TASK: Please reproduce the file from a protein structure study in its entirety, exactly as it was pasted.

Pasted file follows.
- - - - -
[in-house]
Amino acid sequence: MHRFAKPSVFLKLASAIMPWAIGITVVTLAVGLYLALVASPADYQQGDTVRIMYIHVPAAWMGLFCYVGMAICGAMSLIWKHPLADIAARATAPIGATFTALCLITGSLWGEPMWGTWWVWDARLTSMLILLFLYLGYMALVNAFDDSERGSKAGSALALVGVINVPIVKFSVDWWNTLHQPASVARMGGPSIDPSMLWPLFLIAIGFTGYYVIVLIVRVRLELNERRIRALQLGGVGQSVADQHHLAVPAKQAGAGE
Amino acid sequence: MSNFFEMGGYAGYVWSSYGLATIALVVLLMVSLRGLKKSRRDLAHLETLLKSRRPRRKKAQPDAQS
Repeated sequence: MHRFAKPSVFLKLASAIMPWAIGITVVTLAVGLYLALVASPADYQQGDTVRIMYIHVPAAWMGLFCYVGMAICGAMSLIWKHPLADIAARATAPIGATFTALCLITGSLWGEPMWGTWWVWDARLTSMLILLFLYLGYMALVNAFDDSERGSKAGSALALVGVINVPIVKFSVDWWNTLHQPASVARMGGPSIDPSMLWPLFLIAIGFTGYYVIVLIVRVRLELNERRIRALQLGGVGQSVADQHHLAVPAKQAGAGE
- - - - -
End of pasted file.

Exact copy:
[in-house]
Amino acid sequence: MHRFAKPSVFLKLASAIMPWAIGITVVTLAVGLYLALVASPADYQQGDTVRIMYIHVPAAWMGLFCYVGMAICGAMSLIWKHPLADIAARATAPIGATFTALCLITGSLWGEPMWGTWWVWDARLTSMLILLFLYLGYMALVNAFDDSERGSKAGSALALVGVINVPIVKFSVDWWNTLHQPASVARMGGPSIDPSMLWPLFLIAIGFTGYYVIVLIVRVRLELNERRIRALQLGGVGQSVADQHHLAVPAKQAGAGE
Amino acid sequence: MSNFFEMGGYAGYVWSSYGLATIALVVLLMVSLRGLKKSRRDLAHLETLLKSRRPRRKKAQPDAQS
Repeated sequence: MHRFAKPSVFLKLASAIMPWAIGITVVTLAVGLYLALVASPADYQQGDTVRIMYIHVPAAWMGLFCYVGMAICGAMSLIWKHPLADIAARATAPIGATFTALCLITGSLWGEPMWGTWWVWDARLTSMLILLFLYLGYMALVNAFDDSERGSKAGSALALVGVINVPIVKFSVDWWNTLHQPASVARMGGPSIDPSMLWPLFLIAIGFTGYYVIVLIVRVRLELNERRIRALQLGGVGQSVADQHHLAVPAKQAGAGE